Can Legalizing Cocaine Make Mexico a Safer Place?

August 28, 2019

A court in Mexico City held that two unnamed individuals are allowed to carry and use cocaine legally as long as they do not sell or distribute it. This landmark decision may still be reviewed by a higher court, but this is the first time a court or any governmental body in Mexico ruled that cocaine is legal. This seemingly shocking ruling comes as no surprise to many Mexican citizens because of the horrors they’ve experienced over the past 13 years in the war on drugs. Some Mexicans, including government officials and members of the Mexico United Against Crime (MUCD) believe this is a step in the right direction to address the massive homicide surge in the past decade. This decision comes after another ruling in 2017 that legalized medical and scientific usage of marijuana – a decision that was met with widespread resistance from many Mexicans. Since this 2017 ruling, another Mexican official submitted a bill that would allow recreational use and create a medical marijuana industry – similar to that present in some states in the U.S.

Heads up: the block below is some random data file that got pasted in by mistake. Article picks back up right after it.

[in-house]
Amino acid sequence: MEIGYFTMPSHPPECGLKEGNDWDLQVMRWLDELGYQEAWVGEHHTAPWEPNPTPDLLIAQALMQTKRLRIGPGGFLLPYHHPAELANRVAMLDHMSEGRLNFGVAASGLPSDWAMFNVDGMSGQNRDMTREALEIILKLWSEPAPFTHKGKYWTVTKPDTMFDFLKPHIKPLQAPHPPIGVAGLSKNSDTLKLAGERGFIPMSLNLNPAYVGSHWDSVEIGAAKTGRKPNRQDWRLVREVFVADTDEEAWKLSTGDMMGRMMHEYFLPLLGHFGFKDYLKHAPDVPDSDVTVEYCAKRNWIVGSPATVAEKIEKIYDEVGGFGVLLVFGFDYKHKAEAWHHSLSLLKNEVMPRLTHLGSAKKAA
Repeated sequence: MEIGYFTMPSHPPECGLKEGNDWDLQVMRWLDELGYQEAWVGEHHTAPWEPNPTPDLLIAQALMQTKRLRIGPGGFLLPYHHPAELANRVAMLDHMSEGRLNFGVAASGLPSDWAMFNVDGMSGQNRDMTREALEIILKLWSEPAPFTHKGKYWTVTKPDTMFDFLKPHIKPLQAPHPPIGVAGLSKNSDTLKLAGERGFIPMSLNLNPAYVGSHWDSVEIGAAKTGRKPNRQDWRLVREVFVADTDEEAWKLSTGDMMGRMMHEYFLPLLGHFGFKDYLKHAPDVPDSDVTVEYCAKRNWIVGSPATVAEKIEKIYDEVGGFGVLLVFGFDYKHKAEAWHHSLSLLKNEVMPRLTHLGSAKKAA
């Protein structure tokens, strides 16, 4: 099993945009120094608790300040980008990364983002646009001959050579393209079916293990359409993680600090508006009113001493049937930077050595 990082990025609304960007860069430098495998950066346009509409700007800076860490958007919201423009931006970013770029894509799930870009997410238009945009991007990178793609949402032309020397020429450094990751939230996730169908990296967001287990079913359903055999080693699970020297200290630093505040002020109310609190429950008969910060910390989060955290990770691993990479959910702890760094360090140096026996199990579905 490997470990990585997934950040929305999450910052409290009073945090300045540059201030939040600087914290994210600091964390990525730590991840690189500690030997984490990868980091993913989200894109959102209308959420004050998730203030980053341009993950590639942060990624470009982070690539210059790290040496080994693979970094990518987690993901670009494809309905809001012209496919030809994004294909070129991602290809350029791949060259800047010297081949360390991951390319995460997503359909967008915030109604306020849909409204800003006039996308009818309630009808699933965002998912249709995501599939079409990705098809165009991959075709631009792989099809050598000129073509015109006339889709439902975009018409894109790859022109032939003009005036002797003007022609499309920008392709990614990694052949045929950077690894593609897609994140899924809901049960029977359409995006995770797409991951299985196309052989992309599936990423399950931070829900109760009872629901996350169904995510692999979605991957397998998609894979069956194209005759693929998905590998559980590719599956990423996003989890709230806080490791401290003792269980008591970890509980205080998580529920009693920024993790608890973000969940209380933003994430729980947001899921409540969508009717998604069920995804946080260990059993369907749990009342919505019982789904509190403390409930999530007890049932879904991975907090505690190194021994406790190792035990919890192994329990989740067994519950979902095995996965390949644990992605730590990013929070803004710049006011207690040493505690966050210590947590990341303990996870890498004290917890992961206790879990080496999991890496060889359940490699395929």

The major concern with this new move towards ‘legal’ cocaine is that unlike marijuana, no legal markets for cocaine exist in Mexico’s northern neighbor’s economy. So although this decision may help marginally disrupt the war on drugs inside Mexico, it is highly unlikely to put a dent in the war on drugs at the borders as smuggling cocaine into the U.S. will still create the same problems as persisted before. Mexican officials have gone to great lengths to emphasize that this decision does NOT legalize cocaine in Mexico. The decision only legalized the use and carry for two specific individuals and further legal action is required before cocaine gets treated the same as marijuana. However, this momentous decision opens the door for Mexico to walk down this path. Legalizing cocaine in Mexico for recreational use would create bigger problems at the borders when it comes to smugglers and recreational users alike as they try to make it into the U.S. with cocaine that is legal in Mexico but outlawed in the U.S.

The far-reaching implications of this decision will play out over the coming years, but this trend will undoubtedly affect U.S. citizens located near our southern borders and the future path of the war on drugs.